New Line was out of the underground movie business.  They wanted nothing to do with the rag-tag John Waters movie bunch that never made them much money, and, they thought, never would.  So John was forced to find on his own a measly $1 million from investors who were more gamblers looking for an exciting bet, than experienced producers.  That bunch has always been a precious few—dentists, plastic surgeons, and Wall Street tycoons—dreamers with spare change burning a hole in their pockets, and an itch to be famous.

John eventually found one for Hairspray, Stanley Buchthal.  Stanley was a young and astute Wall Street financial guy who recognized that John could be a good bet, one way or another.  At the time he was looking more to make a few fast bucks than a ground-breaking movie, but he was the man who stepped up to the plate and would change John’s life more than anything else.

The original Hairspray budget that “Bucky” bought into was laughably tight for a period musical.  Fortunately, when New Line learned that John was going ahead without them, they got an attack of movie envy and bought the entire package from Bucky in the middle of pre-production.  The ballgame turned around and the budget was re-written.  Suddenly a growing studio stood behind Hairspray to guarantee wide distribution, good press, and a big pool of money to spend on marquee names.

This also marked the beginning of constant pressure to make Hairspray truly a family film.  New Line didn’t want scenes of people eating crap, nudity, sexual deviants, or downers like mass murderers.  Hairspray was to be a carefree romp through the 1950s—like the big ‘70s TV series “Happy Days.”  John had willingly consented to that decision with the script.  He had seen the writing on the wall– struggle in Low Budget Hell with underground movies for the rest of his life, or compromise and become acceptable to mainstream America, which would open the gates to real fame and fortune.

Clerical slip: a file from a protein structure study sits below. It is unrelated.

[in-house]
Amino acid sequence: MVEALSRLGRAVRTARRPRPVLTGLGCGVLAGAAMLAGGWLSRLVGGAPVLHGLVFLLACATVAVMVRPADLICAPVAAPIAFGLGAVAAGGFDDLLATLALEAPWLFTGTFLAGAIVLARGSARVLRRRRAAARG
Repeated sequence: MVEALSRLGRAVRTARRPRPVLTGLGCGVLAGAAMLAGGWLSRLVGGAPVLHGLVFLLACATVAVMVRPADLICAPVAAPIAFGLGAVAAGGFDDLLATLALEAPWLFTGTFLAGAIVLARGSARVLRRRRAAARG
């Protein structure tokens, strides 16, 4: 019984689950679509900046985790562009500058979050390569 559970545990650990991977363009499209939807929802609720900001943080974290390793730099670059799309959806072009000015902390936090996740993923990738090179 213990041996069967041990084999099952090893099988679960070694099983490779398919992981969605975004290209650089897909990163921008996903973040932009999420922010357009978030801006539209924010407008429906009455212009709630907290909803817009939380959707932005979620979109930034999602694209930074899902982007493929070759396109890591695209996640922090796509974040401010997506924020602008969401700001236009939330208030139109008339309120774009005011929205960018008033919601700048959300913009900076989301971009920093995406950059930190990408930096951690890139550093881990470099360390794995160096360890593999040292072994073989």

One Hairspray scene especially recalled the old John.  The movie generally danced around the racial prejudice theme, but pulled out all stops for the Tilted Acres Amusement Park race riot scene.  This was a full-fledged battle between white racists, backed by the Baltimore City Police, and the progressive kids and their black friends.  Rebel flags flew, redneck women tossed cherry bombs, stars were punched in the face, bodies littered the ground, and poor Ricki Lake was dragged kicking and screaming into a paddy wagon.  In the melee, one extra was accidentally hit in the face by a camera and taken to a hospital for stitches (ironically, it was a friend of Stanley Buchthal).